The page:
That matters to the city, the hospital and the county as a whole and when joined by many other pieces of the data, each entity can better plan its programs, services and products from today into the near and not-so-near future.

Of the 31,895 individuals ages 15 and up, 56.5 percent are currently married; 12.1 percent are divorced, and 23.4 percent have never been married. Eight percent of the folks over 15 are widowed.

Buxton reports there are 15,027 households in the 95667 Zip Code with a population density of 177.44 individuals per square mile. Those individuals are composed of 18,360 males and 19,345 females. Women tilt the total by 51 percent to roughly 49 percent.

A sizable number of the households in the study area (nearly 22 percent) live in “owner occupied free and clear” homes. About 50 percent live in owner-occupied homes with a loan or mortgage and almost 30 percent rent their homes or apartments.

How it works

Age, sex, marital status and home ownership data would be invaluable to anyone or any organization who does business or wants to do business in that area. And that is just the tip of the Buxton iceberg, Arevalo explained. The information can be tweaked literally to find out what percentage of the area’s population buys Pampers rather than some other brand of diaper. Likewise, residents who purchase sensible four-door sedans as opposed to fun and flashy, foreign sports cars can be identified — not personally — but by spending trends within the area.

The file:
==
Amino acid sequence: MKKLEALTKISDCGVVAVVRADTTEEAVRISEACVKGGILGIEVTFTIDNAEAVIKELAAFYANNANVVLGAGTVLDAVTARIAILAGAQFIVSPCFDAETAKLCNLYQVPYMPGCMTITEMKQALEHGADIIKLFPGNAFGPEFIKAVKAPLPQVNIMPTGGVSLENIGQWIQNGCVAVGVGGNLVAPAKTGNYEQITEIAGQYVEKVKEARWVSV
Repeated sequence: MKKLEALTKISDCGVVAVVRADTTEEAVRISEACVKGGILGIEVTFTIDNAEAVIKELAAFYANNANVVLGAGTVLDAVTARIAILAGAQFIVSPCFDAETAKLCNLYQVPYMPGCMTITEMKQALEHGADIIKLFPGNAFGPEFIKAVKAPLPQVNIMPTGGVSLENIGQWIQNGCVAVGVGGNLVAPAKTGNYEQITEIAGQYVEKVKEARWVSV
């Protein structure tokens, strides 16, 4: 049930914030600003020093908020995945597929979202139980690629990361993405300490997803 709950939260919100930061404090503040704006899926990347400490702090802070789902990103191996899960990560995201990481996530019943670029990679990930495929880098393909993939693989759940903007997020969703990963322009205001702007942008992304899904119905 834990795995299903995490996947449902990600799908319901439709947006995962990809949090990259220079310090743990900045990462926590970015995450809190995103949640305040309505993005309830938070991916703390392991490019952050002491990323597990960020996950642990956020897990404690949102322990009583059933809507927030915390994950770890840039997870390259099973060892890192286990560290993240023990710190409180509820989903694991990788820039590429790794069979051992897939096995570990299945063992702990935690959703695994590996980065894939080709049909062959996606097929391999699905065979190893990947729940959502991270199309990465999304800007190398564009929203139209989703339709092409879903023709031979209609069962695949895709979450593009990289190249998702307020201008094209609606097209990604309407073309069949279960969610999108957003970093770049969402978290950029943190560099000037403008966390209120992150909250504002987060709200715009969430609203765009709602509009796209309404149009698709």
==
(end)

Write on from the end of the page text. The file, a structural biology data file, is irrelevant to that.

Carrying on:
The Buxton system includes a somewhat whimsical list of nearly 70 “Mosaic Profiles” that tells the program operator a wide range of characteristics found within the target area. The two categories most prevalent in 95667 are the “Unspoiled Splendor” with 1,727 individuals and the “Town Elders” with 1,383. Both designations represent people who are upper middle-age or above, with relatively comfortable income levels and higher than average educational attainment. The next highest Mosaic (951) is called “Senior Discounts,” and the name probably describes that group well enough. Other Mosaic titles are less self-explanatory.